Stomatopods have an elaborate visual system served by a retina that is unique to this class of pancrustaceans. Its upper and lower eye hemispheres encode luminance and linear polarization while an equatorial band of photoreceptors termed the midband detects color, circularly polarized light and linear polarization in the ultraviolet. In common with many malacostracan crustaceans, stomatopods have stalked eyes, but they can move these independently within three degrees of rotational freedom. Both eyes separately use saccadic and scanning movements but they can also move in a coordinated fashion to track selected targets or maintain a forward eyestalk posture during swimming. Visual information is initially processed in the first two optic neuropils, the lamina and the medulla, where the eye's midband is represented by enlarged regions within each neuropil that contain populations of neurons, the axons of which are segregated from the neuropil regions subtending the hemispheres. Neuronal channels representing the midband extend from the medulla to the lobula where populations of putative inhibitory glutamic acid decarboxylase‐positive neurons and tyrosine hydroxylase‐positive neurons intrinsic to the lobula have specific associations with the midband. Here we investigate the organization of the midband representation in the medulla and the lobula in the context of their overall architecture. We discuss the implications of observed arrangements, in which midband inputs to the lobula send out collaterals that extend across the retinotopic mosaic pertaining to the hemispheres. This organization suggests an integrative design that diverges from the eumalacostracan ground pattern and, for the stomatopod, enables color and polarization information to be integrated with luminance information that presumably encodes shape and motion.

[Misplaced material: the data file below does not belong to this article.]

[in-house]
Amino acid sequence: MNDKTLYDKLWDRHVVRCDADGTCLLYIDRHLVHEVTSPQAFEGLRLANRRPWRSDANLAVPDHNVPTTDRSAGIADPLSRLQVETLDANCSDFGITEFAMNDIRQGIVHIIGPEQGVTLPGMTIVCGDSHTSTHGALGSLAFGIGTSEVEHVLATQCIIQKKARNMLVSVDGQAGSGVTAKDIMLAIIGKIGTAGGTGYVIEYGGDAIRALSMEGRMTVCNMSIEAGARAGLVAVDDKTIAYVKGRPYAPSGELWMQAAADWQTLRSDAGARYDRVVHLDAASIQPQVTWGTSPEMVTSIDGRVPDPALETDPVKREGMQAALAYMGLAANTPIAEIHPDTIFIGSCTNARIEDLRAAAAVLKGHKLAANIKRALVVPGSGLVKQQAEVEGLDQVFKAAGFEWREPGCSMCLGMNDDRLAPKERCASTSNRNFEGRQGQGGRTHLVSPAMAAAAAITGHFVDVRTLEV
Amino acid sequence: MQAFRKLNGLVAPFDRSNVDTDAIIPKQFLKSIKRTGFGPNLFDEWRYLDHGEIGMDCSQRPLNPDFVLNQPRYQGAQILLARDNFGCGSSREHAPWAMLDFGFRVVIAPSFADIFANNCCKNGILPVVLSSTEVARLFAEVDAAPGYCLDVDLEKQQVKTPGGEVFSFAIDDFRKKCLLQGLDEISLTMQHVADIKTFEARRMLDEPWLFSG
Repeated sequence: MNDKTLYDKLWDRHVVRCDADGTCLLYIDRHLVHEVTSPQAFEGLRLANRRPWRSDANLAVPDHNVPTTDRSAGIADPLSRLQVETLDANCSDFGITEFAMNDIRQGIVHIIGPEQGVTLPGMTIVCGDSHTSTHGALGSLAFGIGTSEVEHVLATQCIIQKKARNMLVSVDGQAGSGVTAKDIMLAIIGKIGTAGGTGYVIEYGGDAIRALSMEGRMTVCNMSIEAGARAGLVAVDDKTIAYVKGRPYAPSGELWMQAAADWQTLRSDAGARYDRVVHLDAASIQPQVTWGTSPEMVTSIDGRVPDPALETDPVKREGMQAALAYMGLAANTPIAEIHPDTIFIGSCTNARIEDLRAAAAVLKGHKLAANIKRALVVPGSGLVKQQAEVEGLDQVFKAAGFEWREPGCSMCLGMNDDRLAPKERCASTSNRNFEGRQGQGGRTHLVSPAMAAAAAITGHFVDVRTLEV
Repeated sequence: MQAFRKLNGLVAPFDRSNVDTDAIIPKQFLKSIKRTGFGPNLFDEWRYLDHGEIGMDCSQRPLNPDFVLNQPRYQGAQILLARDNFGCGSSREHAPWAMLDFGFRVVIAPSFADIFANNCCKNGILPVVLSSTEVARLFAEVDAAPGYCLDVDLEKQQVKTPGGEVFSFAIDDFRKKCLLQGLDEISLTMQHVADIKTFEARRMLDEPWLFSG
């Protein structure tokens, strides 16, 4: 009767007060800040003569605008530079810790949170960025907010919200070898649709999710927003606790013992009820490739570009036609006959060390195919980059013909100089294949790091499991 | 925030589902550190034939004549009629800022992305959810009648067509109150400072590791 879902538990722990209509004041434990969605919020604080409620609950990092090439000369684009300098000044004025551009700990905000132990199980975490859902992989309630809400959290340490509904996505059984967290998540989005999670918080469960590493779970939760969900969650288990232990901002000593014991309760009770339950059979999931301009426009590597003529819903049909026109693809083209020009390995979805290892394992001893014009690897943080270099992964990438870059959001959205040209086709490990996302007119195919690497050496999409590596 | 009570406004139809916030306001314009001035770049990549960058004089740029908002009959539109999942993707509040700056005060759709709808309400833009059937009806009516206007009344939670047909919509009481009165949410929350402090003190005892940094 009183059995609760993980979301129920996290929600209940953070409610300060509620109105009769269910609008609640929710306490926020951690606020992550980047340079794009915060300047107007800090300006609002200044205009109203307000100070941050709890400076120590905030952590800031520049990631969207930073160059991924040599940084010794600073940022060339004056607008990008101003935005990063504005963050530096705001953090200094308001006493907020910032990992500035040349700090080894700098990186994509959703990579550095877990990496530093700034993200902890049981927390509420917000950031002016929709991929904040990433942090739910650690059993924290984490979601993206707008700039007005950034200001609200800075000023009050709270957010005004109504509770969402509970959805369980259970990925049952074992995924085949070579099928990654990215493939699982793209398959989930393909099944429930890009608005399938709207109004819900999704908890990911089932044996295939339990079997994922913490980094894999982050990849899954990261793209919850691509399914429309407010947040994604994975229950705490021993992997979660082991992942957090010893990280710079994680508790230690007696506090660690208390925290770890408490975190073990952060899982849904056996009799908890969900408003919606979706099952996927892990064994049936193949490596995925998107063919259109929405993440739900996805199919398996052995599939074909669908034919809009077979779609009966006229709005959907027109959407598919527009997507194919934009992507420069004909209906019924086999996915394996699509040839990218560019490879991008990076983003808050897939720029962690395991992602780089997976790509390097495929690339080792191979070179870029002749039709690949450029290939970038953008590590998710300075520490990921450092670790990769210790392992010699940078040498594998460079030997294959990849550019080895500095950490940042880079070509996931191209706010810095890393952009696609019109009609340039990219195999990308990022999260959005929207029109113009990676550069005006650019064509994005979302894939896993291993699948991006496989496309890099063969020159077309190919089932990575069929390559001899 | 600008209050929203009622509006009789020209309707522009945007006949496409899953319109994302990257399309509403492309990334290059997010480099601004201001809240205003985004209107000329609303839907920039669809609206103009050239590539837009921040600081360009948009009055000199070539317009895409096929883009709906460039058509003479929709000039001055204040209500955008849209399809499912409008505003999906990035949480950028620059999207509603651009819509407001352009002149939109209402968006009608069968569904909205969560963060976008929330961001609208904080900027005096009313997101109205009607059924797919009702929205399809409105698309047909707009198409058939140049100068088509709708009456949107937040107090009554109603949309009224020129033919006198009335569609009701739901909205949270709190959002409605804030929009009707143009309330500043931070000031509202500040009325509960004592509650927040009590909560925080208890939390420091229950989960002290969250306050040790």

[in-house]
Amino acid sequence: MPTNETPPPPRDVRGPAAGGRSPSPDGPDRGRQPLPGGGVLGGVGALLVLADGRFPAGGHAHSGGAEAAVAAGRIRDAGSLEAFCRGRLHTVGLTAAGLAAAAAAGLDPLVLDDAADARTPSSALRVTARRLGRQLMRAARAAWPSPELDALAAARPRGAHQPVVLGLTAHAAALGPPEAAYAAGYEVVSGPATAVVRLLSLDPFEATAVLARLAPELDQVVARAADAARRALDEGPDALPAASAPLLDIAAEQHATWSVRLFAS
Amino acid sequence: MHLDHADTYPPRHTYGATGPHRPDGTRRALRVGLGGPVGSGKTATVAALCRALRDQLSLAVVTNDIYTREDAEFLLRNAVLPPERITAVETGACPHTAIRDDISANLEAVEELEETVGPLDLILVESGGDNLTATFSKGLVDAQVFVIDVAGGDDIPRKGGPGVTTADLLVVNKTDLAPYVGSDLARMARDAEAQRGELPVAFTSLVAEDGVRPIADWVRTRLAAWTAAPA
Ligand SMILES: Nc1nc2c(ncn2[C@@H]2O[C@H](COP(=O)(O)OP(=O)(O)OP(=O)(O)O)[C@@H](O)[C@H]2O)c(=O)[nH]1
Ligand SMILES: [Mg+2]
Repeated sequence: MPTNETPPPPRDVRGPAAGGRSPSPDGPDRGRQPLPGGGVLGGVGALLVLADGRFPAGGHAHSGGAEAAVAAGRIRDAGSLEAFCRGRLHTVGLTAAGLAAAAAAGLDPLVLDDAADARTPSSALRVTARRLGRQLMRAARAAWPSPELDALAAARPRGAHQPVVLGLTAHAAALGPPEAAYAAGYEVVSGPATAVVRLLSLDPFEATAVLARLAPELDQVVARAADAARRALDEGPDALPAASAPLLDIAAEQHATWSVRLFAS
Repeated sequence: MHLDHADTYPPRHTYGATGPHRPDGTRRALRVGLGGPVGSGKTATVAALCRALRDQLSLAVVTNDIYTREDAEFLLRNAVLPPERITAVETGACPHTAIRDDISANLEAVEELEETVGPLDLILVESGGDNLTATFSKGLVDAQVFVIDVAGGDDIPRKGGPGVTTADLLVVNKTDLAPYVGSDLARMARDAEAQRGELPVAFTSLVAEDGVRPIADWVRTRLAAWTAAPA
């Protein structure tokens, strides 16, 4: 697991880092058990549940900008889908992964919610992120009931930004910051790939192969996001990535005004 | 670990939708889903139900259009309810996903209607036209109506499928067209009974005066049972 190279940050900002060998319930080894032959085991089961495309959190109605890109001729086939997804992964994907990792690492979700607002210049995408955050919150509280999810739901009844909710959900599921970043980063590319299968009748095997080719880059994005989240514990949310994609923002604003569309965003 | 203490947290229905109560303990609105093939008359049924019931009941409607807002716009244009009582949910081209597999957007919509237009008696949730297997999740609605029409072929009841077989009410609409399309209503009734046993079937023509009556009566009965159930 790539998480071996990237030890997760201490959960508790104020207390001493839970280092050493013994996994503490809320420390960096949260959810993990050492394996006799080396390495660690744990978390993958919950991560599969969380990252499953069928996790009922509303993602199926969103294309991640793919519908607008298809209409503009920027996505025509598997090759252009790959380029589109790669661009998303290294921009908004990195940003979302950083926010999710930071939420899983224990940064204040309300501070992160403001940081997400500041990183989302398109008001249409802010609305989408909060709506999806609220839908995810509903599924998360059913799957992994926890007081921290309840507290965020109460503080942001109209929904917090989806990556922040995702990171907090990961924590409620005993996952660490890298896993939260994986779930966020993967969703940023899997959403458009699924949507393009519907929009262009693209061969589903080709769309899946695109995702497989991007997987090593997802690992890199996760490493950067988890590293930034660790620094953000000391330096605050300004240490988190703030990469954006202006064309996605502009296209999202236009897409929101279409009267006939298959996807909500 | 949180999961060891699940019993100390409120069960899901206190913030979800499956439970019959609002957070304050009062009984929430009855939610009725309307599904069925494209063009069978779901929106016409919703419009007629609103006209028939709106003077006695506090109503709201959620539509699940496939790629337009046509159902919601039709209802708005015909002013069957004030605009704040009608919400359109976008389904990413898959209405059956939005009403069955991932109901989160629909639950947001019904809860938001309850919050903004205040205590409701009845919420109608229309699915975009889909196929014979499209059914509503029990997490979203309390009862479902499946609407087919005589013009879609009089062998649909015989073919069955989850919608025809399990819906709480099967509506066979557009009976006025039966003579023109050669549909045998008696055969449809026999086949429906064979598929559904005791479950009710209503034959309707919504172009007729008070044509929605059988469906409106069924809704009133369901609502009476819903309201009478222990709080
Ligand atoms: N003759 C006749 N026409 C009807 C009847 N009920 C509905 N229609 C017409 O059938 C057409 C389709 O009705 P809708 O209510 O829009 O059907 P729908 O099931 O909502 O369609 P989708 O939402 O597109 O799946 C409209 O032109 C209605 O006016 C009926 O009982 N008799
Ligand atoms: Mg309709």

The Journal of Comparative Neurology – Wiley
Published: Jan 1, 2018
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